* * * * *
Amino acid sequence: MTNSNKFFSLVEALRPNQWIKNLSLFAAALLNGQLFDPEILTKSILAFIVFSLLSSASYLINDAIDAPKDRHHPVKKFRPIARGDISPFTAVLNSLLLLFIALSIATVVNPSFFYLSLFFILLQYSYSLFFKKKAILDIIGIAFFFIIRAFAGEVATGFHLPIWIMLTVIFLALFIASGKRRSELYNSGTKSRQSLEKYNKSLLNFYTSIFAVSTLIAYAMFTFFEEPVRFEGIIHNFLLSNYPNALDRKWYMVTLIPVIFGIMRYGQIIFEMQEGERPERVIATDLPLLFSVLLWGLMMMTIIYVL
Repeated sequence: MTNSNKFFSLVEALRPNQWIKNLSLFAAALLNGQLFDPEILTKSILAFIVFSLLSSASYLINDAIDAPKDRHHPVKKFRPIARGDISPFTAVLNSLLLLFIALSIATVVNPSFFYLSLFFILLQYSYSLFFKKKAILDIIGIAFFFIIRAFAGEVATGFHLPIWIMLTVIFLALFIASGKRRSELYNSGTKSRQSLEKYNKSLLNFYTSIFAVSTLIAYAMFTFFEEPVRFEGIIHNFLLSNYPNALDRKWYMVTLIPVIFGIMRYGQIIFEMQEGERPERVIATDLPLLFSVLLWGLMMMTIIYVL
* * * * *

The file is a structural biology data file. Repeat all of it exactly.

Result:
Amino acid sequence: MTNSNKFFSLVEALRPNQWIKNLSLFAAALLNGQLFDPEILTKSILAFIVFSLLSSASYLINDAIDAPKDRHHPVKKFRPIARGDISPFTAVLNSLLLLFIALSIATVVNPSFFYLSLFFILLQYSYSLFFKKKAILDIIGIAFFFIIRAFAGEVATGFHLPIWIMLTVIFLALFIASGKRRSELYNSGTKSRQSLEKYNKSLLNFYTSIFAVSTLIAYAMFTFFEEPVRFEGIIHNFLLSNYPNALDRKWYMVTLIPVIFGIMRYGQIIFEMQEGERPERVIATDLPLLFSVLLWGLMMMTIIYVL
Repeated sequence: MTNSNKFFSLVEALRPNQWIKNLSLFAAALLNGQLFDPEILTKSILAFIVFSLLSSASYLINDAIDAPKDRHHPVKKFRPIARGDISPFTAVLNSLLLLFIALSIATVVNPSFFYLSLFFILLQYSYSLFFKKKAILDIIGIAFFFIIRAFAGEVATGFHLPIWIMLTVIFLALFIASGKRRSELYNSGTKSRQSLEKYNKSLLNFYTSIFAVSTLIAYAMFTFFEEPVRFEGIIHNFLLSNYPNALDRKWYMVTLIPVIFGIMRYGQIIFEMQEGERPERVIATDLPLLFSVLLWGLMMMTIIYVL